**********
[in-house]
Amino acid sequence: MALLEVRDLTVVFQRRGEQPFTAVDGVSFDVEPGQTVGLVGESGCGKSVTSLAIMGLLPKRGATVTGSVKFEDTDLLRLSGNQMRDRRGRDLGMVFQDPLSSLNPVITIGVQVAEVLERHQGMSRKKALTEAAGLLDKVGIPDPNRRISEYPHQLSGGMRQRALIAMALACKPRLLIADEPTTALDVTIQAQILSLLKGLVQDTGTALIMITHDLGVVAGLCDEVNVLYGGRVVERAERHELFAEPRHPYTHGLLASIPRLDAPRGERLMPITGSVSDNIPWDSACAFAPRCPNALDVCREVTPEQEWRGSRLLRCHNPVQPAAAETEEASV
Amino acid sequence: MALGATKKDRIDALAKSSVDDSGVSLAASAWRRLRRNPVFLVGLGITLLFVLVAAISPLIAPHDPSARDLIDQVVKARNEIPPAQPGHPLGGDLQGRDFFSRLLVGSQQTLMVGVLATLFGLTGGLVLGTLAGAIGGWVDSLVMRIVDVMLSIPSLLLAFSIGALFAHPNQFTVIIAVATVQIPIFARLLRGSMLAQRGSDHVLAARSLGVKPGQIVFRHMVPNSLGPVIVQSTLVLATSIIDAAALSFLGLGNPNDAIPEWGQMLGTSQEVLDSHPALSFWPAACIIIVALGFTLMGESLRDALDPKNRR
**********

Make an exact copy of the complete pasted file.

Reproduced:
[in-house]
Amino acid sequence: MALLEVRDLTVVFQRRGEQPFTAVDGVSFDVEPGQTVGLVGESGCGKSVTSLAIMGLLPKRGATVTGSVKFEDTDLLRLSGNQMRDRRGRDLGMVFQDPLSSLNPVITIGVQVAEVLERHQGMSRKKALTEAAGLLDKVGIPDPNRRISEYPHQLSGGMRQRALIAMALACKPRLLIADEPTTALDVTIQAQILSLLKGLVQDTGTALIMITHDLGVVAGLCDEVNVLYGGRVVERAERHELFAEPRHPYTHGLLASIPRLDAPRGERLMPITGSVSDNIPWDSACAFAPRCPNALDVCREVTPEQEWRGSRLLRCHNPVQPAAAETEEASV
Amino acid sequence: MALGATKKDRIDALAKSSVDDSGVSLAASAWRRLRRNPVFLVGLGITLLFVLVAAISPLIAPHDPSARDLIDQVVKARNEIPPAQPGHPLGGDLQGRDFFSRLLVGSQQTLMVGVLATLFGLTGGLVLGTLAGAIGGWVDSLVMRIVDVMLSIPSLLLAFSIGALFAHPNQFTVIIAVATVQIPIFARLLRGSMLAQRGSDHVLAARSLGVKPGQIVFRHMVPNSLGPVIVQSTLVLATSIIDAAALSFLGLGNPNDAIPEWGQMLGTSQEVLDSHPALSFWPAACIIIVALGFTLMGESLRDALDPKNRR